Every year the Global Game Jam (GGJ) assembles game developers worldwide—this year spanning 488 locations across 72 countries—and presents them with a theme, something to base their work on for the next 48 hours of feverish game development. This year’s theme, ‘What do we do now?’ admittedly gave participants a pretty loose framework to build upon, but seemed to fit perfectly with the open-ended nature of virtual reality. One VR tech demo caught our eye in particular, HoloCommander, which brings real-time strategy (RTS) to the virtual tabletop.
As it goes, hackathons are a perfect place to experiment, offering a space to showcase developer talent, and explore new ideas that might not otherwise come to life. But game-oriented hackathons like GGJ, which allow for madcap development of flat screen games as well as games for VR, give those willing to work with VR headsets a special advantage.
VR-centered teams seem to have the unique opportunity to rejig traditional game mechanics in a way that feels familiar, yet at the same time entirely new to the player. We’re talking about HoloCommander, a real-time strategy tech demo designed by Paris based software company, MiddleVR, founded by our pal Sébastien Kuntz. “Believe it or not, everything including 3D models, textures, sounds and music were created in 48h!” Kuntz says.
HoloCommander is a multiplayer demo that acts like an augmented reality game in a completely virtual space, and like the familiar surroundings in Couch Knights, offers a ‘middle of the road’ style of gameplay between AR and VR. The developers, who also make a VR plugin for Unity, say the game is theoretically capable of working on nearly every current AR or VR device; Oculus Rift DK2, Playstation Morpheus, Samsung Gear VR (depending on rendering optimizations), and maybe on both CastAR and Microsoft HoloLens. But how exactly can a single game be both AR and VR at the same time?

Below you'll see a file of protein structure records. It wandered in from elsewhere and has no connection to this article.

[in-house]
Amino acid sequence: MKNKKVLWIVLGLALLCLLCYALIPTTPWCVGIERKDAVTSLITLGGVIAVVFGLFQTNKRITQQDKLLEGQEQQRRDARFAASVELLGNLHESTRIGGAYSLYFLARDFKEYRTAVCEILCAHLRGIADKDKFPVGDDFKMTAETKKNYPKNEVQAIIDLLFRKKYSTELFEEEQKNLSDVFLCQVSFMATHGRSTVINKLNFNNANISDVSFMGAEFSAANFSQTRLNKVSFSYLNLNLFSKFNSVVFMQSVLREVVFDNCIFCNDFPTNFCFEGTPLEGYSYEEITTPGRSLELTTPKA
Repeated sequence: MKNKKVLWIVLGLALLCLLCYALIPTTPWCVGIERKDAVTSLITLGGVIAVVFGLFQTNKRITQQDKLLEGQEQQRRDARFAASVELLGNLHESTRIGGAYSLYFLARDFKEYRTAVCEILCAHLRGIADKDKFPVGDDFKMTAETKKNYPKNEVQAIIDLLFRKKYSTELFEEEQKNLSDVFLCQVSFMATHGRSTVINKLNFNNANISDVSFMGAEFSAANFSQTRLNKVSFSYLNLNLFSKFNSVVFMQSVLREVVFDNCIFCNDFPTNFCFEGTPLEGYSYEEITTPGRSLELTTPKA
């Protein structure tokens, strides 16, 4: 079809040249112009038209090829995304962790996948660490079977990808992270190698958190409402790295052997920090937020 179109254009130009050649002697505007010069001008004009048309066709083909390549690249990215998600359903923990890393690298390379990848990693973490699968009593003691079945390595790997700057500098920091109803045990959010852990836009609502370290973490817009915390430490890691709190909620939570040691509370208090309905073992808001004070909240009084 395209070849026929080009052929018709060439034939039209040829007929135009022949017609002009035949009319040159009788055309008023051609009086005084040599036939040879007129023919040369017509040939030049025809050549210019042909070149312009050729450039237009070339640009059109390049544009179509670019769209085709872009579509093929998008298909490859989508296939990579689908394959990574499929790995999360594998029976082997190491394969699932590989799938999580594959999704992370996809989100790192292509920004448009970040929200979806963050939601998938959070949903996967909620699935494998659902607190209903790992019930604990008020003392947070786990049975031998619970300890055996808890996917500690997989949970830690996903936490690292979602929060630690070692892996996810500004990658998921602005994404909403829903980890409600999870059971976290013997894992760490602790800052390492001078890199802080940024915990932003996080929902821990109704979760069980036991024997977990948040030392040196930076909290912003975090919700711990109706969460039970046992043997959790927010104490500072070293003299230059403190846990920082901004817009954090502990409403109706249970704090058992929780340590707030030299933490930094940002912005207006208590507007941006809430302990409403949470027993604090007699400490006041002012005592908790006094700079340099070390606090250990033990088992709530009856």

It all boils down to HoloCommander‘s virtual miniature wargaming tabletop, which facilitates the transition between entirely immersive virtual spaces like the ‘tiny racer’ game, BlazeRush, and AR scenarios like HoloLens’ Minecraft. The only outstanding difference here would be the backdrop, a dingy bunker with exposed ventilation ducts in VR, or your own graphically augmented real life dining room.
With a perspective above the tabletop, players can select units before them using the Razer Hydra and command them around the battlefield which is represented fully in 3D with mountainous terrain and clouds in which one could hide air units. As a multiplayer game, shown here supporting two players, the head of each player is revealed to one another, effectively allowing both players to see where the other is looking, but not what units they’re selecting or what actions they’re taking—opening the door for another layer of strategic trickery.
As a proof of concept, HoloCommander does its job at opening up future possibilities, but if we’re thinking of the larger picture of cross AR/VR gaming, there’s the same old elephant in the room that needs to be addressed; input in VR is still splintered across a number of devices, making it difficult for developers to choose which to support. For now, solutions like MiddleVR’s Unity plugin aim to support a multitude of input devices with a single middleware implementation.
When asked about where Oculus stood on input devices for VR at Oculus Connect last September, founder Palmer Luckey remarked that “input is really important for virtual reality, and our approach is that anything that’s important, we need to be working on.” Without any indication of if or when Oculus will release its own input solution, many are still sitting on their hands until a leading input device emerges.
Unfortunately a download of HoloCommander isn’t currently available, but Sébastien Kuntz of MiddleVR maintains that depending on time and interest, that they might eventually release a playable demo. We hope it’s sometime soon, because a tabletop version of StarCraft in VR could be the CrossFire moment we were always promised.